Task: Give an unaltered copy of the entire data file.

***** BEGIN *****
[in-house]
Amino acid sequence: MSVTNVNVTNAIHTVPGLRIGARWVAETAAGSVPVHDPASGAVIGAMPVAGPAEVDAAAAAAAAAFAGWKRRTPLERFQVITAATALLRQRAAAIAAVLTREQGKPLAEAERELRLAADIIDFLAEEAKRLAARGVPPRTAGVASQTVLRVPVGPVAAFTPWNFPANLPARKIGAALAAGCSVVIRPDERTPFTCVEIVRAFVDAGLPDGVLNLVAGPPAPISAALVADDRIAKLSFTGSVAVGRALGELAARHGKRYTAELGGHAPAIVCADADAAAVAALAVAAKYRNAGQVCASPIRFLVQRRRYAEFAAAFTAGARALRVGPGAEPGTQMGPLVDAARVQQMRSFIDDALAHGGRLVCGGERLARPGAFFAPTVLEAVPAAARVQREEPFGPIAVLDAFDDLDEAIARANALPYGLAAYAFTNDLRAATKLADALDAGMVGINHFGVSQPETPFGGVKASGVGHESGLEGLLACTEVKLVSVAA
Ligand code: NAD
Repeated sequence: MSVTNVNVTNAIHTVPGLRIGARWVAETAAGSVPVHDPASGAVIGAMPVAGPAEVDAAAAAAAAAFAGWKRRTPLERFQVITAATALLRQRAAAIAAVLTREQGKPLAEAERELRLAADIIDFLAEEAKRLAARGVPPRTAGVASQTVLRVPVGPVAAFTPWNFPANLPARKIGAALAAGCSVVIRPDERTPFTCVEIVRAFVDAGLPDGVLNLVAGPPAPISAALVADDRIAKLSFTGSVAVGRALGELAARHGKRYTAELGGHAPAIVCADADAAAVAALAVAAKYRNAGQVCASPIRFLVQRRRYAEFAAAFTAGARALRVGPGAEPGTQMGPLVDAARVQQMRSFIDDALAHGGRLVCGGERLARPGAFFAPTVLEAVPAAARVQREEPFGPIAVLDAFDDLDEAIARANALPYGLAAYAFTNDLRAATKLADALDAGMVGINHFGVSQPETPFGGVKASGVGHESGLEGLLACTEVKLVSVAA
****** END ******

[in-house]
Amino acid sequence: MSVTNVNVTNAIHTVPGLRIGARWVAETAAGSVPVHDPASGAVIGAMPVAGPAEVDAAAAAAAAAFAGWKRRTPLERFQVITAATALLRQRAAAIAAVLTREQGKPLAEAERELRLAADIIDFLAEEAKRLAARGVPPRTAGVASQTVLRVPVGPVAAFTPWNFPANLPARKIGAALAAGCSVVIRPDERTPFTCVEIVRAFVDAGLPDGVLNLVAGPPAPISAALVADDRIAKLSFTGSVAVGRALGELAARHGKRYTAELGGHAPAIVCADADAAAVAALAVAAKYRNAGQVCASPIRFLVQRRRYAEFAAAFTAGARALRVGPGAEPGTQMGPLVDAARVQQMRSFIDDALAHGGRLVCGGERLARPGAFFAPTVLEAVPAAARVQREEPFGPIAVLDAFDDLDEAIARANALPYGLAAYAFTNDLRAATKLADALDAGMVGINHFGVSQPETPFGGVKASGVGHESGLEGLLACTEVKLVSVAA
Ligand code: NAD
Repeated sequence: MSVTNVNVTNAIHTVPGLRIGARWVAETAAGSVPVHDPASGAVIGAMPVAGPAEVDAAAAAAAAAFAGWKRRTPLERFQVITAATALLRQRAAAIAAVLTREQGKPLAEAERELRLAADIIDFLAEEAKRLAARGVPPRTAGVASQTVLRVPVGPVAAFTPWNFPANLPARKIGAALAAGCSVVIRPDERTPFTCVEIVRAFVDAGLPDGVLNLVAGPPAPISAALVADDRIAKLSFTGSVAVGRALGELAARHGKRYTAELGGHAPAIVCADADAAAVAALAVAAKYRNAGQVCASPIRFLVQRRRYAEFAAAFTAGARALRVGPGAEPGTQMGPLVDAARVQQMRSFIDDALAHGGRLVCGGERLARPGAFFAPTVLEAVPAAARVQREEPFGPIAVLDAFDDLDEAIARANALPYGLAAYAFTNDLRAATKLADALDAGMVGINHFGVSQPETPFGGVKASGVGHESGLEGLLACTEVKLVSVAA